Urbanization, crowding, noise, mass media, social media, technology, and the explosive growth of information all contribute to sensory overload. With so many environmental elements that affect an individual, it’s no wonder in today’s world that the body’s senses experience over-stimulation from the environment. This is why more sensory-friendly travel is emerging. And why it helps traveling for autistic persons.
We all have sensory sensitivity to one degree or another. Sensitivity occurs when the brain and the mind do not respond in an expected way meaning that this is a highly individual sensation. What bothers you may be totally acceptable to someone else and vice versa.
Is this a bridge too far? Do I really need the hassle?
Traveling is good for health so decide a place now and pack your bags. Remember, you only live once, so start traveling to different places and enjoy some life-altering experiences. You also do not have to travel far from home. Visiting your town, city, region, state or province will uncover new experiences.
Before you take that first step, you may feel some uncertainty. Sure, you might have read some articles, watched videos, or heard a thing or two from somebody else about a particular destination. Maybe you have an itinerary set out. Maybe you’re joining a tour.
After visiting most continents, I can definitely say that every place is memorable in its own way. It’s interesting how, even if two people visit the same sights, they can have incredibly different experiences. The people, places, and things you encounter become your own.
Travelling is more than going to visit various points of interest. Instead, it’s about those unplanned moments that happen to you. A funny interaction with a street performer. Trading stories with a fellow traveler. Finding an interesting combination of foods that shockingly delight your taste buds.
Travel’s unplanned events cause you to reflect on how you operate your life. They cause you to reassess your worldview. When you set foot in your home again, you feel as if you’ve come back a little bit wiser, a little bit worldlier.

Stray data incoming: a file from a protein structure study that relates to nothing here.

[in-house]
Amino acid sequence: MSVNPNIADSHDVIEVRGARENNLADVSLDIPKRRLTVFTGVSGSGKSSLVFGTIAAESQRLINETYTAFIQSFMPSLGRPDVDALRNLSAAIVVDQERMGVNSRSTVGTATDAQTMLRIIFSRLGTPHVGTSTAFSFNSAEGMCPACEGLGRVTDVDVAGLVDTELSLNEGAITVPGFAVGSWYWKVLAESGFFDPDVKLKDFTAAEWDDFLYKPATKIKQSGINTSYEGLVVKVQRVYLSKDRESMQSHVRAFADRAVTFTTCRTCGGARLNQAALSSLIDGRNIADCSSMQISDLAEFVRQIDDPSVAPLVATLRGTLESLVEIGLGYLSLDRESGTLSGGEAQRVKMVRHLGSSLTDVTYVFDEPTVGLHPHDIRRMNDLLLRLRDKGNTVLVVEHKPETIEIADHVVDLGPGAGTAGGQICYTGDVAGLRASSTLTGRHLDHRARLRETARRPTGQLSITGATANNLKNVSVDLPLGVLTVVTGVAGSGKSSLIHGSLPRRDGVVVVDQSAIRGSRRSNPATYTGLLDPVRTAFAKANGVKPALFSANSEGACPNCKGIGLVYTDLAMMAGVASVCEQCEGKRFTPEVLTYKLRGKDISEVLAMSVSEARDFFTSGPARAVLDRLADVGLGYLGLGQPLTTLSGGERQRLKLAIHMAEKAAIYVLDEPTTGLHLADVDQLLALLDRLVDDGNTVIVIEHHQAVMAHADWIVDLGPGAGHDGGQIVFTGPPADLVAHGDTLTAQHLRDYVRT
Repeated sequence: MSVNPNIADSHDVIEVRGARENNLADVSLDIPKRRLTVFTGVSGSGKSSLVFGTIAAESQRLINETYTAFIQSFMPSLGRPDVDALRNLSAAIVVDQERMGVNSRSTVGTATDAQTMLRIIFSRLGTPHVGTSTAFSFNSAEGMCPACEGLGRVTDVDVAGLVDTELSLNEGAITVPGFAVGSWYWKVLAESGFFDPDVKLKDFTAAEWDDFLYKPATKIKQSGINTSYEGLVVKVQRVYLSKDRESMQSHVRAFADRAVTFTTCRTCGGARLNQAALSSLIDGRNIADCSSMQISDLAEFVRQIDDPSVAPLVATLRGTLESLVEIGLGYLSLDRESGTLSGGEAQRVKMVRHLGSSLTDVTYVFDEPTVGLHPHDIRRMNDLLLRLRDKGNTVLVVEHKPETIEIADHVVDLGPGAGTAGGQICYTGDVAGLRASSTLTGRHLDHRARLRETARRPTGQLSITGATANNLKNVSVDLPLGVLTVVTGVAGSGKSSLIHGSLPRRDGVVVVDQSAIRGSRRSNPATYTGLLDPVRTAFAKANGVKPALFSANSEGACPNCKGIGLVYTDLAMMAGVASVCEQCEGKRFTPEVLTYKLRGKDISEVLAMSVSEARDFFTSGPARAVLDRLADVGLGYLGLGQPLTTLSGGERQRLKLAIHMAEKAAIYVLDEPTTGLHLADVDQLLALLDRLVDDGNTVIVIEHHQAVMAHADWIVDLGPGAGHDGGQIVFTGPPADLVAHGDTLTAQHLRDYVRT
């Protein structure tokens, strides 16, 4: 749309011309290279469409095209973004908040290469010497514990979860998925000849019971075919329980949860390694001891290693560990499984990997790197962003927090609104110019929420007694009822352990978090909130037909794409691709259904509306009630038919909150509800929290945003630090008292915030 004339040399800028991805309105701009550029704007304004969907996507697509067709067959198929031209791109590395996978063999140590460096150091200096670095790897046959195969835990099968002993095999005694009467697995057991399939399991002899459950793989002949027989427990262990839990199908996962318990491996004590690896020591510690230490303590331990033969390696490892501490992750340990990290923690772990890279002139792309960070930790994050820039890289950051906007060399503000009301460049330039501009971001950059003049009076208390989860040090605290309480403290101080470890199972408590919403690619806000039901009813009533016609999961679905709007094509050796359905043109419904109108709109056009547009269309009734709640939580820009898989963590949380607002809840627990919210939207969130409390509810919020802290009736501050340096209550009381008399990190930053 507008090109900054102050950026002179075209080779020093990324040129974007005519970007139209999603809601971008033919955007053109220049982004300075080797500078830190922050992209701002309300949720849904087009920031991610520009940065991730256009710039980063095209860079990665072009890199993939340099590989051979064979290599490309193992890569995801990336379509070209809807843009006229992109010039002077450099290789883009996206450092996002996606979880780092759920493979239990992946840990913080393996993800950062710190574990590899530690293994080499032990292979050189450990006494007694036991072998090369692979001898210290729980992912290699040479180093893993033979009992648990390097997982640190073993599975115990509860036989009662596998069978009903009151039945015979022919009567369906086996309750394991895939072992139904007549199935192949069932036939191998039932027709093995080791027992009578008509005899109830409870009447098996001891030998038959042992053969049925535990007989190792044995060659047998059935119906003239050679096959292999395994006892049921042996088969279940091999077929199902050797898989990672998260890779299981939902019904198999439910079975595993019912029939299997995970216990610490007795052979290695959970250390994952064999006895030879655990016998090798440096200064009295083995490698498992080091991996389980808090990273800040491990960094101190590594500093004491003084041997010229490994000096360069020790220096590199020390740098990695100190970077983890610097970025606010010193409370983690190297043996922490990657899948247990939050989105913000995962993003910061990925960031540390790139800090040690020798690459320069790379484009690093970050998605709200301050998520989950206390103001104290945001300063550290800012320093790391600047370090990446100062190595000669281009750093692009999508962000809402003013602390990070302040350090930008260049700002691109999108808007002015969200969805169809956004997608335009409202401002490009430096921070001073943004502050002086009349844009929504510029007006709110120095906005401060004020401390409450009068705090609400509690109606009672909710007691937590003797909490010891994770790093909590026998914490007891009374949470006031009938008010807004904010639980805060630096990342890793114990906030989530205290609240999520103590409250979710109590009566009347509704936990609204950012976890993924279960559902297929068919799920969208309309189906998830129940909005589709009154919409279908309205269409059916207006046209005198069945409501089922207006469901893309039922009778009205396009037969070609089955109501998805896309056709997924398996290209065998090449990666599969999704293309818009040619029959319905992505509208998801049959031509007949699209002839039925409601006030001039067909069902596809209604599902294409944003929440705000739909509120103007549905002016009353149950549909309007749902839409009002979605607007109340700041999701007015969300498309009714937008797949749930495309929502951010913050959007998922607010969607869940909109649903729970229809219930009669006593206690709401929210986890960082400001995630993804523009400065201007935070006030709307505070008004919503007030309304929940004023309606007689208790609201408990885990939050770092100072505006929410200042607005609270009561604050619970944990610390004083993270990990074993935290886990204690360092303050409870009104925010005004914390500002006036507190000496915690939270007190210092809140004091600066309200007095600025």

When a lack of access to clean drinking water is the accepted norm in a region, everything gets put into perspective. It makes those everyday annoyances, such as hitting the morning traffic jam, seem minor in comparison. You also realize that most problems you face in your life are temporary, and thus, fixable.
If your computer breaks down, you either get it fixed or buy a new one. Alternatively, if you lose your job, you either look for another one or find an alternative method to generate income. These occurrences can range from being minor nuisances to downright stressful.
But guess what? In some places, these aren’t even issues because they aren’t available options in the first place. How can slow internet be an issue when the internet isn’t even available? For instance, how can your child skipping homework be a problem when education isn’t accessible?
While we all have problems to be fix and improvements to make, putting them into perspective helps us appreciate how much we already have.
It’s easy to generalize a group of people, especially if they live far, far away in a region that lies somewhere halfway across the world. When you think of the people in a country, it’s almost inevitable that certain preconceived notions will come up.